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Working with SS

DeadEye

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The rear license plate bracket vibrated itself to Heck, and parted ways with the rest of the bike last ride out.
i have made some bits for the Honda and a grinder seems to work best for general shaping , but drilling holes is A SOaB.

I was looking at a pnumatic hole puch ( C junk ) that claimed up to 16 Gauge… or a mechanical punch …
any suggestions ( drilling slower / oil lubrication )
 
Last edited:

tobinh

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depends on the stainless, but generally if you're having trouble it's because the material is work hardening. so you need to avoid dwelling in the material with the tool - use a sharp tool, slow speed (rpm), constant feed, and lubricant.
 

davethewelder

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Okay here’s a couple ways, first brand new or at lest sharp drill bits, slow speed, moderate to heavy pressure and some oil like trans fluid, also try concrete drill bits, make sharp slow and heavy pressure. The concrete drill will drill the hardest of metal.
 

DeadEye

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Thanks Dave ,
I picked up a box of the titanium coated bits on sale at the local hardware store, so lots of *New* ?Sharp ?
bits, I might buy some actual cutting oil like we used to use in shop class - a couple of YT videos seemed to do better with that than motor oil

Durring the previous endevours, I noticed that small holes drilled quickly worked well, but any bigger ( 3/16 - 1/4 ) holes would be hell if they heated up.
 
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GerryAZ

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I will remember (and use) the information in this thread the next time I have a project using stainless.
 

scottmastrocinque

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Hands down, the very best drill bit for stainless steel, is Cobalt drill bits.

You don’t need to drop $$$ on an entire set. You can buy a super high quality cobolt bit in just the size you need, online for around $20, and at medium slow speed with simple cutting oil, it will slice through SS like a hot knife through butter.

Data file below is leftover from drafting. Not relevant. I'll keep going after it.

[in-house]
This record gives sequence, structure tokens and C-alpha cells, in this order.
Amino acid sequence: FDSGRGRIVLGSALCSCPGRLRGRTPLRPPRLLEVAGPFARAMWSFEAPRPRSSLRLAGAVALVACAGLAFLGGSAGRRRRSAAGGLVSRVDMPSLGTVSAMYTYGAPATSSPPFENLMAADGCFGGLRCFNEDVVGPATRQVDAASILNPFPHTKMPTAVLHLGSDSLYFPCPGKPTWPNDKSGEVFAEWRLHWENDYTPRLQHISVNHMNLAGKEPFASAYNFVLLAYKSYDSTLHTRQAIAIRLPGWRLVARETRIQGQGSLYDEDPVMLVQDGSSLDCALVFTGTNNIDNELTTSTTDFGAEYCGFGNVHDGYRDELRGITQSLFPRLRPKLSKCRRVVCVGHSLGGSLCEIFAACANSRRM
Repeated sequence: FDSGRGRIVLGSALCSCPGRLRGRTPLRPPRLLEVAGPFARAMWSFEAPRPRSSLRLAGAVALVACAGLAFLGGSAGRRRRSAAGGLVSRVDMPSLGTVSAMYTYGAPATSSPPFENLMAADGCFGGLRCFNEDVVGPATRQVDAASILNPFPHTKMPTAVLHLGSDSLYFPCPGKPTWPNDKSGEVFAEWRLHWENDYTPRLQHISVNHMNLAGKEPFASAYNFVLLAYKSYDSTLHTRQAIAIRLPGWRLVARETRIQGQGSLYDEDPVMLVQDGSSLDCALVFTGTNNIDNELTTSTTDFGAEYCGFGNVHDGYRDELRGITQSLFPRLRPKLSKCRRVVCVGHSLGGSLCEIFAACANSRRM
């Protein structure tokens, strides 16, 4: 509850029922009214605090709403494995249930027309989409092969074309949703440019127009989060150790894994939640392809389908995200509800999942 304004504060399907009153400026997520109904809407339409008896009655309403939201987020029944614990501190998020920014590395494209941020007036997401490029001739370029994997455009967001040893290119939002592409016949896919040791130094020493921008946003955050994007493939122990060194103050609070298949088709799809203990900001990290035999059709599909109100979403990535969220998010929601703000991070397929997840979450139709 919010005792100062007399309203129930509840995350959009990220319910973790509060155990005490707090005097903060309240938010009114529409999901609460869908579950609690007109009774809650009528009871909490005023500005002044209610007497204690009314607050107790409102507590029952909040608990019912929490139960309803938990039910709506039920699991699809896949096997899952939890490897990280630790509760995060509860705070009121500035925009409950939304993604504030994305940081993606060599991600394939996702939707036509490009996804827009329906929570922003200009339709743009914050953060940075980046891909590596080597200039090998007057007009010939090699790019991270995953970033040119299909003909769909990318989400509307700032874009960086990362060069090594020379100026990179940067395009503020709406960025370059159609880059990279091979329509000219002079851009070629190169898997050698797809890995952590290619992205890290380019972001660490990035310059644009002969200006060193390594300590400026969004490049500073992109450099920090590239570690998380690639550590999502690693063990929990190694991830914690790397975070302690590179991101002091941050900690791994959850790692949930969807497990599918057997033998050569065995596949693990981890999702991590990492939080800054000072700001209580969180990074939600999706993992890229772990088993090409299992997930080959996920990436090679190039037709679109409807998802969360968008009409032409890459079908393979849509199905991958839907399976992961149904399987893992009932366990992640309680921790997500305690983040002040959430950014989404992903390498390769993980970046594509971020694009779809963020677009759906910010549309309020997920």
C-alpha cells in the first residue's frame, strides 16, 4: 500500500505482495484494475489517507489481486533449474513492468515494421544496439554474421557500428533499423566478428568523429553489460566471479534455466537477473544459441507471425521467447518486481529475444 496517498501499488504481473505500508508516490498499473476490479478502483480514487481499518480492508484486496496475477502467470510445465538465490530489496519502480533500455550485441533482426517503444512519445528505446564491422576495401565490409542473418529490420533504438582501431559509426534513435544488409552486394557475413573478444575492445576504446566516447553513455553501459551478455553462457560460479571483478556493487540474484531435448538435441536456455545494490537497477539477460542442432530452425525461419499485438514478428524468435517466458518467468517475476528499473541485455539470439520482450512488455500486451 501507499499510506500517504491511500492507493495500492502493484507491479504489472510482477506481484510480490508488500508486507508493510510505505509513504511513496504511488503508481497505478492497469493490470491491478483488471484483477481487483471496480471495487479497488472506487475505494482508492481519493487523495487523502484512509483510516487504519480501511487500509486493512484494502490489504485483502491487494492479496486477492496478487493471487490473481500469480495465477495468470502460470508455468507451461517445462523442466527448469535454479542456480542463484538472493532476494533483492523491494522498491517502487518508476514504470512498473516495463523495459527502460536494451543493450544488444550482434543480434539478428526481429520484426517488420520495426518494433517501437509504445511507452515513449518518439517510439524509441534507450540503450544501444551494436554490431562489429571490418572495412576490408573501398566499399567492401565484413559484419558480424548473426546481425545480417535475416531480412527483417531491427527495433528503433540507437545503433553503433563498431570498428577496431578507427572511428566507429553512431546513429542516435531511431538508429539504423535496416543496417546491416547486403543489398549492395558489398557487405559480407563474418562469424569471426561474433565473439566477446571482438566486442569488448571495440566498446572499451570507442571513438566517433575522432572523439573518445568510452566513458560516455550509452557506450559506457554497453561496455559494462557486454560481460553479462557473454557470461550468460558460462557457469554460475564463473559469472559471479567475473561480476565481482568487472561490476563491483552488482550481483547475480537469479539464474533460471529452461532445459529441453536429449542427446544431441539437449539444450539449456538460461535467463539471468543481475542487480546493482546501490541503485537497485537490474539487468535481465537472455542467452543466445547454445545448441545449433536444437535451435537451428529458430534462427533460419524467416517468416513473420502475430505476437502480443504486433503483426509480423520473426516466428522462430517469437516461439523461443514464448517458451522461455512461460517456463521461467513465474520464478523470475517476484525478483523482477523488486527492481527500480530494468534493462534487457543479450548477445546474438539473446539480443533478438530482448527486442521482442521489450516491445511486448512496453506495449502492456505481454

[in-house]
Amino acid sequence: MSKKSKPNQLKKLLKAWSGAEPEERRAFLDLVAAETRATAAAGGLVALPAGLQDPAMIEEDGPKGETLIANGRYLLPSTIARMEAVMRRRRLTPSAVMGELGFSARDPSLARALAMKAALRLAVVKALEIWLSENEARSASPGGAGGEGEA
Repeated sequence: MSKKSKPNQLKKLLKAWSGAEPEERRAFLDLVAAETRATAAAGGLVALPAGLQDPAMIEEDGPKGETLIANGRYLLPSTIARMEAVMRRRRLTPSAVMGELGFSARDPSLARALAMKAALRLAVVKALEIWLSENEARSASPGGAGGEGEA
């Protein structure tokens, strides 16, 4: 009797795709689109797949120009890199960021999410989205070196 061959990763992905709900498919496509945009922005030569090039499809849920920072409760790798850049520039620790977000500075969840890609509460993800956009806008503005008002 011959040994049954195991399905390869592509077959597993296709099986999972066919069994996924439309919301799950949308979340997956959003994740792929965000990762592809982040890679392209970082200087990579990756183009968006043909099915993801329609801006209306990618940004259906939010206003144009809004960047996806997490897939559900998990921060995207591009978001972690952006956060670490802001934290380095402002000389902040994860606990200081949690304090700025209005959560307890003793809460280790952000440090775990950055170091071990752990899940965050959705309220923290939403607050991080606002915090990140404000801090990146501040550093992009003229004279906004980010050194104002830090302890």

DeadEye

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Which reminds me of when i was building a tire-trailer out of old bed frame - (Dayum that stuff is tough )

After dulling several bits In that stuff I went out a bought a 3/8 cobalt bit and promptly Snapped it off - I brought it back and told the girl it must have been “Defective” and got a refund.

i used a step drill for the rest of the holes with reasonable results.
I’ll go out and pick up new bolts and a cobalt drill tonight ;)
Amazon - next day ( they worked GREAT )
1CD0F999 7498 4680 848E 5547B22C42AD
thanks for the input / recommendations
 
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davethewelder

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Bed frames are very hard, hard to drill and hard to weld! I’ve repaired a couple, some times it will brake at the edge of the weld and appears to be cast iron. I refuse to repair do welding on bed frame.
 

DeadEye

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So after putting it off, I look up drill speed recommendations on the Internet.
go to set em up !
Doh - right in the lid of Granpa’s drill press :oops:

thank you for the method and drill recommendation Scott and Tobinh
M42 8% cobalt drill + 3-1 oil - easy peasy…( 6 mm drill )
 

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scottmastrocinque

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So after putting it off, I look up drill speed recommendations on the Internet.